Alex Schutte, director of security operations at CyberSight
–Ransomware attackers will focus on targets that cannot afford disruption including healthcare, government, supply chain, and critical infrastructure. These organizations have clear economic justification for paying up;
–The crash in cryptocurrency prices will cause a resurgence in ransomware as hackers perceive the market to be returning to normal levels;
–Polymorphic ransomware variants that constantly change their signature will be used to evade traditional AV products which now have a library of known ransomware signatures.
John Humphreys, SVP of Business Development and Alliances at Proficio
–The cyber skills gap will gets worse. Hiring and retaining cyber professionals is already a huge problem. Growth in demand for people and the high employment rates will only make the problem worse. Ultimately AI and digital robots may come to the rescue, but in the short-term AI is driving demand for more people – the rarest of candidates being a data scientist that understands cybersecurity.
–CFOs will take a greater role in measuring the ROI of cybersecurity programs. Investment in people and technology has always been a necessary expenditure. In 2019 there will be more accountability for cost-effectiveness and more focus on outsourcing to service companies.
–We’ll go back to basics on security (again), but also focus on specifics. Organizations will redouble their efforts to strengthen their security posture. It’s about understanding their risk environment, and ensuring they are doing the basics right to protect their business; practicing IT hygiene to keep infrastructure current to protect against vulnerabilities continues to be critical. Network-level security is essential – in a software-defined world, network segmentation and security is a central part of the design. They’ll also increasingly need visibility on data to drive insights and ultimately to make decisions on how to mitigate against specific security threats.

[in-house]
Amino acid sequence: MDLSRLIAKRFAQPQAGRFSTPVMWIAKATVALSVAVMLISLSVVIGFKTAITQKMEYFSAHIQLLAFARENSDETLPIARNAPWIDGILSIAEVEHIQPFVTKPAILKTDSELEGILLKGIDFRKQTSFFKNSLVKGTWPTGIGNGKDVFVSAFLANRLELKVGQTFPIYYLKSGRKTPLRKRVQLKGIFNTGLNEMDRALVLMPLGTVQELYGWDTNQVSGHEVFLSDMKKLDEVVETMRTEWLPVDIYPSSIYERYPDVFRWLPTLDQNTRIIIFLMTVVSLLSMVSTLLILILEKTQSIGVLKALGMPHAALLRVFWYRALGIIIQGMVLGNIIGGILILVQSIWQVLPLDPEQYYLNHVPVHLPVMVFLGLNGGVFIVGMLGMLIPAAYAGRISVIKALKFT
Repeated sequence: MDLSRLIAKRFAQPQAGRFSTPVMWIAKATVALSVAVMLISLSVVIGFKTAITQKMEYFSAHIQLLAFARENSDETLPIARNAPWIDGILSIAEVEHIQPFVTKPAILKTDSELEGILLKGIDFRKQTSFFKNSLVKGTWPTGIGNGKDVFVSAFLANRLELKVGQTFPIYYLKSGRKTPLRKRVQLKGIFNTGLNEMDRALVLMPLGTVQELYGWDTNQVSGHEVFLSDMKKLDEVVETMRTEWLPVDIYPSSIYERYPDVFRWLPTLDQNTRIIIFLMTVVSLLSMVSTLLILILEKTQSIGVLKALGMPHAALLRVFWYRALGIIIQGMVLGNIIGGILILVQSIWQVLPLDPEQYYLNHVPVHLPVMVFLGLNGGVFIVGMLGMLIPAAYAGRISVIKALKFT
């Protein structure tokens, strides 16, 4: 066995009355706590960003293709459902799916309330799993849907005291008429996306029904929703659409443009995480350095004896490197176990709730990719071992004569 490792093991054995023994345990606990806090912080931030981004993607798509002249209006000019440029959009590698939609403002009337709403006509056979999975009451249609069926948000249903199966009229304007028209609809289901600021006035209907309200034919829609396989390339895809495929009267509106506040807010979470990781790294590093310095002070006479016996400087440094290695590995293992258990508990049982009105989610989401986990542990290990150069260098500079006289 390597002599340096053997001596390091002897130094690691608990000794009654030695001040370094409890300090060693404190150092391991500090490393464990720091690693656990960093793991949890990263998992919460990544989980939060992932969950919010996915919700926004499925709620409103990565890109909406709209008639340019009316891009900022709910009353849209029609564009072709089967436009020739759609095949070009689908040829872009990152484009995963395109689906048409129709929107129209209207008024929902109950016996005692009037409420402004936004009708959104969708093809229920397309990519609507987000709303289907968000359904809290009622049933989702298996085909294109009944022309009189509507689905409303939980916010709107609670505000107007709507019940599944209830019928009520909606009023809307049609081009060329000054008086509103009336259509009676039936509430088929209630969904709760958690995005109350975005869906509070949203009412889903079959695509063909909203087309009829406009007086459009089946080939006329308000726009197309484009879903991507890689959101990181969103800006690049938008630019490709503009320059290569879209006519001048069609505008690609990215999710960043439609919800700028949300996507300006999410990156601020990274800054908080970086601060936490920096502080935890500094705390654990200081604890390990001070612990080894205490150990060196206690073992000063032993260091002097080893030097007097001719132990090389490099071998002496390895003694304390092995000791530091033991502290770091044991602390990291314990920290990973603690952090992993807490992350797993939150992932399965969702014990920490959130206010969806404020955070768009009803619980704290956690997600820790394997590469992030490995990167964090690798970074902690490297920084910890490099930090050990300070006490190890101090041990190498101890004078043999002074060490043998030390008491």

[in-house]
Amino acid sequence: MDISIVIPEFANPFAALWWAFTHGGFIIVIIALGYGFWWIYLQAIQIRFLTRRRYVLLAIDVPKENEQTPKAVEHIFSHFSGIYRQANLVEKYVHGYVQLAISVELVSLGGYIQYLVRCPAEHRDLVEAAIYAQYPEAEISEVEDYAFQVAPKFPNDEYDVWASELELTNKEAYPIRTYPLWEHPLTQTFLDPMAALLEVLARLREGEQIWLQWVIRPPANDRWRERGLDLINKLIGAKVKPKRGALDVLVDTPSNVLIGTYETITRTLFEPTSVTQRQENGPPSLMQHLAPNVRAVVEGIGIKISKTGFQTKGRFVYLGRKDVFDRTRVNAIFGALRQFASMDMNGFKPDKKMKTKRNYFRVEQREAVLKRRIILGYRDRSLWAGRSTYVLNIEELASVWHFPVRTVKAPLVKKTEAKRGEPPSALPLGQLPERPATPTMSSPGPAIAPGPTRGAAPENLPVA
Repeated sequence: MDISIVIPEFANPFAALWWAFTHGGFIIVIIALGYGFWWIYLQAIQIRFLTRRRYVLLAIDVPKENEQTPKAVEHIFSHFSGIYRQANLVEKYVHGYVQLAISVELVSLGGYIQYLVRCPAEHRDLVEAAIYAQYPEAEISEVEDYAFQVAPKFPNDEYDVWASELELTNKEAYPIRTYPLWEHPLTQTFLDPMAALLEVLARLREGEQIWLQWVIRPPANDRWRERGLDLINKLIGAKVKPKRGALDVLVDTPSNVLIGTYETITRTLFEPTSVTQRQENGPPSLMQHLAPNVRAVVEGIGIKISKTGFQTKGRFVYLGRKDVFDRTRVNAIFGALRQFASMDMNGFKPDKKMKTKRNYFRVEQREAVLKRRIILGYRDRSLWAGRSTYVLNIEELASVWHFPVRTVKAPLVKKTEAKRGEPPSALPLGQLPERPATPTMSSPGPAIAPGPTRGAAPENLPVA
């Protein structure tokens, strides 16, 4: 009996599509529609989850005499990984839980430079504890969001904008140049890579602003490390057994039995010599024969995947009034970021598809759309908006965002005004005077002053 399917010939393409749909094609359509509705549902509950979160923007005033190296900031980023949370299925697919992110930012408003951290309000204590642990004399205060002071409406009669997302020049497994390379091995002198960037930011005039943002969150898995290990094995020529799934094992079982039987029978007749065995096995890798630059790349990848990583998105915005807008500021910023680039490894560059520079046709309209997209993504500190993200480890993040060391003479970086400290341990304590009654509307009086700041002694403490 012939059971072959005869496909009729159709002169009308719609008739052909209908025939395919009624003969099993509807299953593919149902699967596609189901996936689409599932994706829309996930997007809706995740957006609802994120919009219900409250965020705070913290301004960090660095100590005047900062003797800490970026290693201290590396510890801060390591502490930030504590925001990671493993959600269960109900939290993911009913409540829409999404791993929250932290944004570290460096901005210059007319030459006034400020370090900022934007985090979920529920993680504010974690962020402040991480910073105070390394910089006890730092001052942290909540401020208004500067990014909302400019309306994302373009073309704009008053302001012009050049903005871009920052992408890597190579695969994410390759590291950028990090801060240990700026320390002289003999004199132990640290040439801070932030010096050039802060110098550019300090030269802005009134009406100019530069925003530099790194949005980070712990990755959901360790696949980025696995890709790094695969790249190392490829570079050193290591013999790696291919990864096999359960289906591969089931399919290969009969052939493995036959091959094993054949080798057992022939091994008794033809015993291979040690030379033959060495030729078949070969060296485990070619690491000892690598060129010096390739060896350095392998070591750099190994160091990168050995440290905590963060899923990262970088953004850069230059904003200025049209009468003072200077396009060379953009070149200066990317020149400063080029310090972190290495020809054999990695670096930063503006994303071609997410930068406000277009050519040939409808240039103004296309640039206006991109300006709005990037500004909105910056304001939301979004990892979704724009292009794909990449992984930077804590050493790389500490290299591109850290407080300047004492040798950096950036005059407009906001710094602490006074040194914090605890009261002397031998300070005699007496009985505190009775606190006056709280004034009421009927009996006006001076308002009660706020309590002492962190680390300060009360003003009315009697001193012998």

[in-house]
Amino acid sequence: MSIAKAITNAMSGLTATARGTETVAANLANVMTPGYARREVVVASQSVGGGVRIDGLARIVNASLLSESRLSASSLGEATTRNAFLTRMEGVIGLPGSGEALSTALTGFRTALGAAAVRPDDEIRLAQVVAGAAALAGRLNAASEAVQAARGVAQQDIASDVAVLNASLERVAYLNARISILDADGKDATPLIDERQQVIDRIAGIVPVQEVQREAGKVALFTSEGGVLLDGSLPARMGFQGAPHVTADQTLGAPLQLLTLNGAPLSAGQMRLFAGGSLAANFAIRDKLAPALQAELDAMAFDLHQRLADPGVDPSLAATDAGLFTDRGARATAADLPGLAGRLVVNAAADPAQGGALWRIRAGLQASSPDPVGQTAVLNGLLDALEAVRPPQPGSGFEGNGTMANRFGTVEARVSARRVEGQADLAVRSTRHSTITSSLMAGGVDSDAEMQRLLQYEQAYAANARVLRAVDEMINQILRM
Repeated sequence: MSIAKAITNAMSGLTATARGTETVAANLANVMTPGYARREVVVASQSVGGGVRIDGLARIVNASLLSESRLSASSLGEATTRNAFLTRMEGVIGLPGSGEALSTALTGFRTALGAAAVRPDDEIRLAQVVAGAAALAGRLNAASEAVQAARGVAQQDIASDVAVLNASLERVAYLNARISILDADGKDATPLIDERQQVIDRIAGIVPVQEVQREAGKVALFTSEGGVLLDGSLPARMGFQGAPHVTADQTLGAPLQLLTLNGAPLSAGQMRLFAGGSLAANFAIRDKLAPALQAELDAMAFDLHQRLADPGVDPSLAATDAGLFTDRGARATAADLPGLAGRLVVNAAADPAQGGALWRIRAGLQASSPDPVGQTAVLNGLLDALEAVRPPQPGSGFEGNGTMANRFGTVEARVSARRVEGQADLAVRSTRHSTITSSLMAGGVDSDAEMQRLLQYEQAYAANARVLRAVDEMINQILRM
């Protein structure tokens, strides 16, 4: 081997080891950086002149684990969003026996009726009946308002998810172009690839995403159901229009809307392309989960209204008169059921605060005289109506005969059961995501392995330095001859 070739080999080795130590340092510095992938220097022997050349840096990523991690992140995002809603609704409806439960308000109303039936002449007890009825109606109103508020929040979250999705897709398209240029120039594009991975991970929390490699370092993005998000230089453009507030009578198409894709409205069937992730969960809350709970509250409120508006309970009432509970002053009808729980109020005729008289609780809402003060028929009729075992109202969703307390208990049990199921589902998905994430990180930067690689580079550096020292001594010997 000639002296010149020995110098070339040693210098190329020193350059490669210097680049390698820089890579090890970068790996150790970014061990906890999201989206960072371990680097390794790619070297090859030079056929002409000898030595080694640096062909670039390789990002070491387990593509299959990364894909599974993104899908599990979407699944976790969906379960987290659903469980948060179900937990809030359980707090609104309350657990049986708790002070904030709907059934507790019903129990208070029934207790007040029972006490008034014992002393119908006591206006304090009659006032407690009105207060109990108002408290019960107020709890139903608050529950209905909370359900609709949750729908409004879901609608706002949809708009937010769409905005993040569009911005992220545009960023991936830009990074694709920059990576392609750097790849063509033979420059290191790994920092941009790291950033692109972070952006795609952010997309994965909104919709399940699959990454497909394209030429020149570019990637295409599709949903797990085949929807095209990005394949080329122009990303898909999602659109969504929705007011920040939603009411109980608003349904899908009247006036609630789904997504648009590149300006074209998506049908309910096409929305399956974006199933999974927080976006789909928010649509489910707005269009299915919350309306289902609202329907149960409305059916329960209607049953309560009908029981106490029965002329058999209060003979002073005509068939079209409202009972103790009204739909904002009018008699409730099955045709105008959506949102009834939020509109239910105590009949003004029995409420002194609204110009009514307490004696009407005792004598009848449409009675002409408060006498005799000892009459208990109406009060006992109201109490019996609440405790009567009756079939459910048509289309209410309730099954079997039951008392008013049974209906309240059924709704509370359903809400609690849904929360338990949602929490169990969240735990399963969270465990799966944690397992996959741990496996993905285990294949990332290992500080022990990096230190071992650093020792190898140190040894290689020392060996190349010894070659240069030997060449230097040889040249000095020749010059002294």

–Contextual privacy will be front and center. Application users are keenly interested in how their data is used. In 2019, we’ll begin to see a focus on contextual privacy requirements, linked to location-based awareness. This will change how organizations are able to approach their security, and will impact their ability to keep personally identifying data safe.
–Software subversion. While exploitation of software flaws is a longstanding tactic used in cyber attacks, efforts to actively subvert software development processes are also increasing. In 2019, we will see a continued increase in the use of third-party applications or services as the “back channel” into networks through the corruption of third-party firmware/software (and updates);
–Authentication through mobile devices will explode. Acceptance and use of biometrics, facial recognition, QR codes, etc. via mobile devices will increase as organizations and users gain trust that these approaches provide additional security to currently “insecure” elements at places like voting booths, for DMV registration, etc. Greater acceptance trending is also linked to the proliferation of converged physical-cyber security in identity proofing – i.e., need to use facial recognition at facility turnstiles, access WiFi via devices, etc.
Roger Grimes, data driven defence evangelist at KnowBe4
— Expect a U.S. national privacy law to be created and passed by Congress. And if history is any guide (see the CAN-SPAM act, etc.) the law will be mostly crafted by the very entities that it’s supposed to protect us against. It will contain multiple clauses which essentially make it easier for corporations to take and use private information, with even less penalties and consistency than what California is trying to build.
Sam Curry, CSO of Cybereason
–Ransomware has had its heyday, and while it’s not going away and may lead to some big security incidents, it’s not the main course anymore. For the most part, it’s used as a distraction or even a tool to stimulate IT into cleaning up forensic traces on behalf of the attackers! Run an attack, drop ransomware, and watch IT re-image the system and destroy the evidence of that attack! It’s largely brute force, and while there will still be painful victimization and damage, it will subside in 2019 and beyond as a top attack form.
–Critical infrastructure will be a prime target. Attacking critical infrastructure hurts, and as a result defenses and first responders can be disrupted and the general noise and confusion around everything from nation-state hacks to simple cybercrime can benefit from noise-to-signal ratio, reduction in resources, confusion in triage, and more. So drill, establish critical relationships, define escalation paths, and get ready for when disaster may strike. Now is the time for resilience and contingency planning and preparedness.